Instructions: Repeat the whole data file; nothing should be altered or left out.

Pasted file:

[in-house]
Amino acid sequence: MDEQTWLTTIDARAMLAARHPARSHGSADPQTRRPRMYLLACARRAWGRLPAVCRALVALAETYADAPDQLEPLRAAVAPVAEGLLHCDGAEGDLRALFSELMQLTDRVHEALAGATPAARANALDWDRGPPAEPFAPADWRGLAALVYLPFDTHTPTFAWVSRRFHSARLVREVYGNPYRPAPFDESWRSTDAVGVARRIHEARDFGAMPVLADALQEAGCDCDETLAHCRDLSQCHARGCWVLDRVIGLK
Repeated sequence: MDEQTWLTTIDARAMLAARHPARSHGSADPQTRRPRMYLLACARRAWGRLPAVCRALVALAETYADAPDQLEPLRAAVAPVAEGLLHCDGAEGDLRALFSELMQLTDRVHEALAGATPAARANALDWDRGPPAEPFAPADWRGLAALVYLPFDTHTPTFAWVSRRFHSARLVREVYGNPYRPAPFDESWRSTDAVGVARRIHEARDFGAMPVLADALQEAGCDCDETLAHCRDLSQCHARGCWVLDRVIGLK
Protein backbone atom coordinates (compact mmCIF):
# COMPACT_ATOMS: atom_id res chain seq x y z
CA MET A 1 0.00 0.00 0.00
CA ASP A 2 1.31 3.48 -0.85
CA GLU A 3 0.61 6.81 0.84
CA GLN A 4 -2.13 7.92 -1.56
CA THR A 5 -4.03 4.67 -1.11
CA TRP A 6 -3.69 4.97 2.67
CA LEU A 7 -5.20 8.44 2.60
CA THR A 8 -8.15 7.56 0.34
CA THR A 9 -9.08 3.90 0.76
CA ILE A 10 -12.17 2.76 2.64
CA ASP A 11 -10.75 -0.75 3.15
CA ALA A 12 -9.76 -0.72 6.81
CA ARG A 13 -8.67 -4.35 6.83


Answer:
[in-house]
Amino acid sequence: MDEQTWLTTIDARAMLAARHPARSHGSADPQTRRPRMYLLACARRAWGRLPAVCRALVALAETYADAPDQLEPLRAAVAPVAEGLLHCDGAEGDLRALFSELMQLTDRVHEALAGATPAARANALDWDRGPPAEPFAPADWRGLAALVYLPFDTHTPTFAWVSRRFHSARLVREVYGNPYRPAPFDESWRSTDAVGVARRIHEARDFGAMPVLADALQEAGCDCDETLAHCRDLSQCHARGCWVLDRVIGLK
Repeated sequence: MDEQTWLTTIDARAMLAARHPARSHGSADPQTRRPRMYLLACARRAWGRLPAVCRALVALAETYADAPDQLEPLRAAVAPVAEGLLHCDGAEGDLRALFSELMQLTDRVHEALAGATPAARANALDWDRGPPAEPFAPADWRGLAALVYLPFDTHTPTFAWVSRRFHSARLVREVYGNPYRPAPFDESWRSTDAVGVARRIHEARDFGAMPVLADALQEAGCDCDETLAHCRDLSQCHARGCWVLDRVIGLK
Protein backbone atom coordinates (compact mmCIF):
# COMPACT_ATOMS: atom_id res chain seq x y z
CA MET A 1 0.00 0.00 0.00
CA ASP A 2 1.31 3.48 -0.85
CA GLU A 3 0.61 6.81 0.84
CA GLN A 4 -2.13 7.92 -1.56
CA THR A 5 -4.03 4.67 -1.11
CA TRP A 6 -3.69 4.97 2.67
CA LEU A 7 -5.20 8.44 2.60
CA THR A 8 -8.15 7.56 0.34
CA THR A 9 -9.08 3.90 0.76
CA ILE A 10 -12.17 2.76 2.64
CA ASP A 11 -10.75 -0.75 3.15
CA ALA A 12 -9.76 -0.72 6.81
CA ARG A 13 -8.67 -4.35 6.83